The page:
Exercise 7: I feel the moment Devon’s hind leg steps under because my inside knee is going down. I use my inner leg at this moment three times in rhythm, and Devon responds to my well-timed aids by enlarging the circle on the open side.

In this exercise, use the aid only three times so your horse won’t start to drift through the outside aids. You want a predetermined size and number of leg yielding strides. You can ask your horse to move out a horse’s width or a hoof width, but it should be predetermined by you. As you use your calf three times over three strides, you can say: “Enlarge … two … three” every sitting moment. If you need a breather, use the calf three times over six strides, asking every other stride. The rhythm will be slower, and you would say, “Enlarge … relax … two … relax … three.”

Exercise 8: Your horse also needs to be obedient to your rein aids. Start by going back to the first exercise we did: Apply the inside rein aid rhythmically by closing the fingers of your inside hand every other sitting moment of the rising trot. Sit on the wrong diagonal again because it is easiest for the horse to flex and bend when the inside shoulder is back. Ask for three different degrees of inside flexion. In the first step (if the horse is tracking left), ask him to look a little bit left by increasing the closing of your inside fingers. In he second step, ask him to look a little more left and in the third step, the most left. Say, “Left … more … most.” Remember that these are subtle exercises. You won’t be pulling or cranking.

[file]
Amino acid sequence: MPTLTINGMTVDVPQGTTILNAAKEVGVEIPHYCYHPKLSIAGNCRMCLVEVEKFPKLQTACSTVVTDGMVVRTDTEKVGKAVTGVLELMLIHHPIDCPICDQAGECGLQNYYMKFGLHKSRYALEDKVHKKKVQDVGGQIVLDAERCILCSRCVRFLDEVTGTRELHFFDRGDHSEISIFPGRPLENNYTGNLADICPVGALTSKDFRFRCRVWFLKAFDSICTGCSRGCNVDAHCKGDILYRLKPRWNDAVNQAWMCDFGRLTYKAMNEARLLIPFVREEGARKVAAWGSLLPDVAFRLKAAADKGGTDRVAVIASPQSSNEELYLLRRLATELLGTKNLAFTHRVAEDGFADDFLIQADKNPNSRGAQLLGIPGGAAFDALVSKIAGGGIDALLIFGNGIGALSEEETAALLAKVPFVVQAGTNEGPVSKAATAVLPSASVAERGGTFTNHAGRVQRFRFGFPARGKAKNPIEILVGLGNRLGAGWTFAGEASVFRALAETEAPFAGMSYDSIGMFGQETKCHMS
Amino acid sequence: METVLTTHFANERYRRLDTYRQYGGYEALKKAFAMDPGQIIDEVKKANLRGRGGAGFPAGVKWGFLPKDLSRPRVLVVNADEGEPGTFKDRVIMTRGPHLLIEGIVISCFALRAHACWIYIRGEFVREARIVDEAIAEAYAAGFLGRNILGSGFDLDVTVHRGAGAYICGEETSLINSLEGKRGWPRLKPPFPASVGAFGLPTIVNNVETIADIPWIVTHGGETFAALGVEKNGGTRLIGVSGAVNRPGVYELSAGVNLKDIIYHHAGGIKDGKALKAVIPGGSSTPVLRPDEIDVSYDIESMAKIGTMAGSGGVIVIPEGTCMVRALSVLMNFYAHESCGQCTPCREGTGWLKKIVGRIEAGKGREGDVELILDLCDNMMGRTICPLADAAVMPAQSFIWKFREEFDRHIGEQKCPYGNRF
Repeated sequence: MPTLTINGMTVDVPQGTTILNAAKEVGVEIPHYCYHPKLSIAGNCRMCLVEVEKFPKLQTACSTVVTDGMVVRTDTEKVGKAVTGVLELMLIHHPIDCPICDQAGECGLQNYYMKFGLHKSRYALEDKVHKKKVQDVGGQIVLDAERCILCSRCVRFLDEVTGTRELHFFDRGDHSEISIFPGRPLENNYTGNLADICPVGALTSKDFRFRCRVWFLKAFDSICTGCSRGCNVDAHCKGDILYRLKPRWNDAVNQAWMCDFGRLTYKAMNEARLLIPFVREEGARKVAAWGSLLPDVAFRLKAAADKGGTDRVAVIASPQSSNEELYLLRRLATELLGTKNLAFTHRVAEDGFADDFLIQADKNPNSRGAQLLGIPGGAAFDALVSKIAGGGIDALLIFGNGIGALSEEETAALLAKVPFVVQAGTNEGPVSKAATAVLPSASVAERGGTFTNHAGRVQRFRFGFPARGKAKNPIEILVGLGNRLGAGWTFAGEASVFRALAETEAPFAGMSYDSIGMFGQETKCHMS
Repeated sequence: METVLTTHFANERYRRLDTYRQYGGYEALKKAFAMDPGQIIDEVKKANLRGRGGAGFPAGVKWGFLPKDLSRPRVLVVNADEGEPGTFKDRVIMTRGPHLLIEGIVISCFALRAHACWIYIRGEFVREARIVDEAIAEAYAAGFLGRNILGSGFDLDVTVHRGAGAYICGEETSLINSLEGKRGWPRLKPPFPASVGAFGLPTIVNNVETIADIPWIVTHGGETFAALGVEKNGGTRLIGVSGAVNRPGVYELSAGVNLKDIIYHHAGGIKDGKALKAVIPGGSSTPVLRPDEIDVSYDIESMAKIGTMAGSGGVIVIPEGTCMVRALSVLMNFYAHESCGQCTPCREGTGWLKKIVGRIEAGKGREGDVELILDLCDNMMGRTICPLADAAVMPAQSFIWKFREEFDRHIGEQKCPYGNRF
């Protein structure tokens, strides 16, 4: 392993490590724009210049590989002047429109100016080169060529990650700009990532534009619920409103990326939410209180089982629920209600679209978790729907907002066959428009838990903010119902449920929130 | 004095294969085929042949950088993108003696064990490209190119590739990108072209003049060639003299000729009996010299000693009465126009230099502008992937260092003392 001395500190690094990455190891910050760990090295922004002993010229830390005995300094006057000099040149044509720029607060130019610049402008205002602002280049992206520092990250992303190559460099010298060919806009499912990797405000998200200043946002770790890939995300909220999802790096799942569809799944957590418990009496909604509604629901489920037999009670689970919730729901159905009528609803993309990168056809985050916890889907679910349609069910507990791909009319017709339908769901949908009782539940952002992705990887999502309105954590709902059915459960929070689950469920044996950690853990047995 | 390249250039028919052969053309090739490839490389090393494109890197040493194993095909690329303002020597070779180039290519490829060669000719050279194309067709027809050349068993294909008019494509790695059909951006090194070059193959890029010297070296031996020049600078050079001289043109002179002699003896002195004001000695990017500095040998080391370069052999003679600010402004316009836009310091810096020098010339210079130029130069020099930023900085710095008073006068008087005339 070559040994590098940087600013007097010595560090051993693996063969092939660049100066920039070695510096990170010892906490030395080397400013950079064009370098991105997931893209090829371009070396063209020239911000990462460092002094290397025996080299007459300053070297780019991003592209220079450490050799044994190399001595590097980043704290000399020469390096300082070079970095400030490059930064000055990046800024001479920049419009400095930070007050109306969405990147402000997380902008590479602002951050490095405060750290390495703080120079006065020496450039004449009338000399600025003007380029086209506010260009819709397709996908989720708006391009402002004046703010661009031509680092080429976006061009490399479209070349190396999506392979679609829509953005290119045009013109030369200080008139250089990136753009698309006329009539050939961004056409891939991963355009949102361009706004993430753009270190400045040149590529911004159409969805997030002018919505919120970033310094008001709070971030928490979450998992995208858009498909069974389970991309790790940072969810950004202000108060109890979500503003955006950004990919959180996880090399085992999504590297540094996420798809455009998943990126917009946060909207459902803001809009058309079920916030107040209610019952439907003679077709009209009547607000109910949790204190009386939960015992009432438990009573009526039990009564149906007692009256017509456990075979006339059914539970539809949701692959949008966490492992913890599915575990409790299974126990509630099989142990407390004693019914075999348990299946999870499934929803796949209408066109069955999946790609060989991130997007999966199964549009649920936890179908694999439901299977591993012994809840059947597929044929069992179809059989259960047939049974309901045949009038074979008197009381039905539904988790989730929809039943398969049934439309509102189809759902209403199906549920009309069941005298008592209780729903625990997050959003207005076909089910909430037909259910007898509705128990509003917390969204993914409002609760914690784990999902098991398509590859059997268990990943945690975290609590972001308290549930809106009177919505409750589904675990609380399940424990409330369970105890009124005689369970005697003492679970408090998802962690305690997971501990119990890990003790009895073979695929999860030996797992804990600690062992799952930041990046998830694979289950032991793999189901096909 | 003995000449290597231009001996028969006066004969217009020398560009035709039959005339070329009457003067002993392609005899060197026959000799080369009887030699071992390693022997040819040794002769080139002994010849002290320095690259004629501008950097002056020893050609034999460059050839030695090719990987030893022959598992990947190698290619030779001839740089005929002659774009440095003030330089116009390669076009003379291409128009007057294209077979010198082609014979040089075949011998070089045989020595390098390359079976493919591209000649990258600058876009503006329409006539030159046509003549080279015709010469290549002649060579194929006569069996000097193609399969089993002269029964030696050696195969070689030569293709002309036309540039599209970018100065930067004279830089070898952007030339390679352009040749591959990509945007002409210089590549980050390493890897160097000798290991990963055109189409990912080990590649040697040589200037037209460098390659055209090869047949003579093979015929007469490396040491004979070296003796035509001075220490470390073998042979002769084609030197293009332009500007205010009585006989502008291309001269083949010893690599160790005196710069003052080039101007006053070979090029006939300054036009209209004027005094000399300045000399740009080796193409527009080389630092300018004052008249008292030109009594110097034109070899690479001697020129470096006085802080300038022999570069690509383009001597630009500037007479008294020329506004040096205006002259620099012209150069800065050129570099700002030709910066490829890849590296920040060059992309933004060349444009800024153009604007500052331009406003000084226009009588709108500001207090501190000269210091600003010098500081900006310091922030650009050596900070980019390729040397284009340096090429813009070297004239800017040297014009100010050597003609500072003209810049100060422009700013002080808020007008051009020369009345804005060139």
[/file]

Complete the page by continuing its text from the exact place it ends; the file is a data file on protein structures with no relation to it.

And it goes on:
Exercise 9: Next ask your horse to follow your leading rein on the outside. This teaches him to yield by moving his shoulders out slightly. So if you’re going around a corner, your inside leg and outside rein can help you move farther into the corner. If tracking right, you should be able to lead the horse to the left with a left opening rein. Don’t exaggerate. Your left hand can move out as far as—but not beyond—your left knee. 

Remember that these obedience exercises are subtle. You can use any three words that describe what you’re trying to do and the way in which you are trying to do it. You might say, “Lead … more … most.”

Exercise 9: The outside leading rein helps move the shoulders to the outside so Devon can go more deeply into the corner.

After your horse is relaxed with a soft jaw, ribcage and back, he can feel your aids and is better able to be obedient. Then you can look forward to the third phase of your horse’s understanding when his response has the quickness and lightness necessary to increase his engagement and self-carriage and deliver the desired effect of the aids. The development of this understanding and physical strength is gradual. We wouldn’t expect a young horse to step under and engage like a Grand Prix horse because he needs time to become supple and strong, but his understanding and willingness to engage and carry weight is growing.

Phase Three: The Aid Has the Desired Effect
These kindergarten exercises have hopefully promoted relaxation and, in turn, helped to develop a supple, elastic contact. Used alternately on the right and then the left, the exercises have created a web of aids around your horse that you apply in the rhythm of your horse’s movement.

When the horse is surrounded by aids and is relaxed within them, it is synonymous with being on the bit. You have taken your human thought and communicated it to your horse in his language. Finally, you have reached the third phase of your horse’s development in terms of his understanding of the aids. Here’s what you can expect to feel so far:

The half halt from the outside rein slows Devon down without sacrificing activity of his hind legs. As the left hind accepts the weight, it allows the right hind to reach well under him.

• Your inside leg should be able to bring the horse’s inside hind leg under and increase his engagement.
• When you want to enlarge the circle, he should respond within two strides. (“Enlarge … enlarge.”)